Motivation Incentives in Neurocognitive Functioning

Consider the following case example. An individual sits out in the corner, mumbles to himself. When approached by a member of the staff, his speech is minimal, usually one or two words. His speech is also jerky and not fluent. Observe this patient an hour later, while he is participating in a birthday party. He is singing and dancing with the other individuals, converses fluently with them, appears animated, and seems to be having a good time. Shortly thereafter, he sits down to play chess with one of the other individuals and is obviously skilled at the game. What is apparent is that all of his adaptive functions, relative to the specific activity he is engaged in, have been activated.

This example shows us that these individuals have not permanently lost their relevant adaptive functions, and under certain circumstances, are able to function at a relatively normal level.

We have previously utilized the term motivation to explain the individuals’ changes in functioning and observable behavior. It appears that there is a driving force that energizes all of the systems relevant to adaptation to the demand characteristics of the situation. The following systems have been engaged and energized: attentional, memory, executive functions, cognitive processing, linguistic fluency, and problem-solving. These functions are all integrated seamlessly into the specific activity.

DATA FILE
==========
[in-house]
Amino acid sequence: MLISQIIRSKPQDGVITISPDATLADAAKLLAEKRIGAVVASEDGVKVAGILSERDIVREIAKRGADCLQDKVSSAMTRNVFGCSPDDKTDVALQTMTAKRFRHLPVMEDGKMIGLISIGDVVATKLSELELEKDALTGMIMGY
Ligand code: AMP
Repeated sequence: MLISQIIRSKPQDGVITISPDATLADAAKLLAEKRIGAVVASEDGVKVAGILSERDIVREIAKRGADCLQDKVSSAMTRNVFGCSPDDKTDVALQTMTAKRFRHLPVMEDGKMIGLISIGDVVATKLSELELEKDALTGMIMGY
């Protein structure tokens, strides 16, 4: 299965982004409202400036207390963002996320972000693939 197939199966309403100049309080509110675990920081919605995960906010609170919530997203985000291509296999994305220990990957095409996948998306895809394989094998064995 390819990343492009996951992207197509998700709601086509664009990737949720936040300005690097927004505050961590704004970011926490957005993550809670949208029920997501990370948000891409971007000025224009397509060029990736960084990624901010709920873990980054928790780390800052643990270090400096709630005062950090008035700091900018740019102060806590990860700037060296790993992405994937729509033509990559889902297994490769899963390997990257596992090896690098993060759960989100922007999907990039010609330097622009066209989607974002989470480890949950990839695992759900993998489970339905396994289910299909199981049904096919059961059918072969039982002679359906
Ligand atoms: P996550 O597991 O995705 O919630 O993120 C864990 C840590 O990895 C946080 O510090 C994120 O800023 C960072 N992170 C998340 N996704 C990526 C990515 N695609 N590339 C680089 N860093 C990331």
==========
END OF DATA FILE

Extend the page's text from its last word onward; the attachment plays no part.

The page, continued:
What happens when the individual returns to his room and to his favorite corner? The extrinsic incentive or stimuli have been removed, and the various systems (neurocognitive, linguistic, behavioral, affective) have been damped down. It is as though the individual is now in a conservation of energy mode.

We have learned from this that when the individuals are exposed to appropriate incentives/stimuli, they become engaged, and all of the relevant systems become mobilized. Our approach is to form a therapeutic relationship with the therapist/staff/ACT worker, discover meaningful goals and aspirations of the individual, and guide that person along the pathway to recovery.


Addendum: Incentives and stimuli (also called extrinsic motivation) show the importance of the context in evaluating an individual’s behavior. For example, the social or cultural environment might influence the individual’s performance. Investigators have found that individuals performed much better on neurocognitive tests that are conducted in environmentally friendly (recreational) settings, than in a stern medical setting. I have speculated that when individuals are treated as patients, they perform more poorly (patienthood), but when treated as normal individuals (personhood), they perform better. Also, it was found that in India, individuals with schizophrenia do not show neurocognitive deficits. It was inferred that the family serves to support the neurocognitive functions.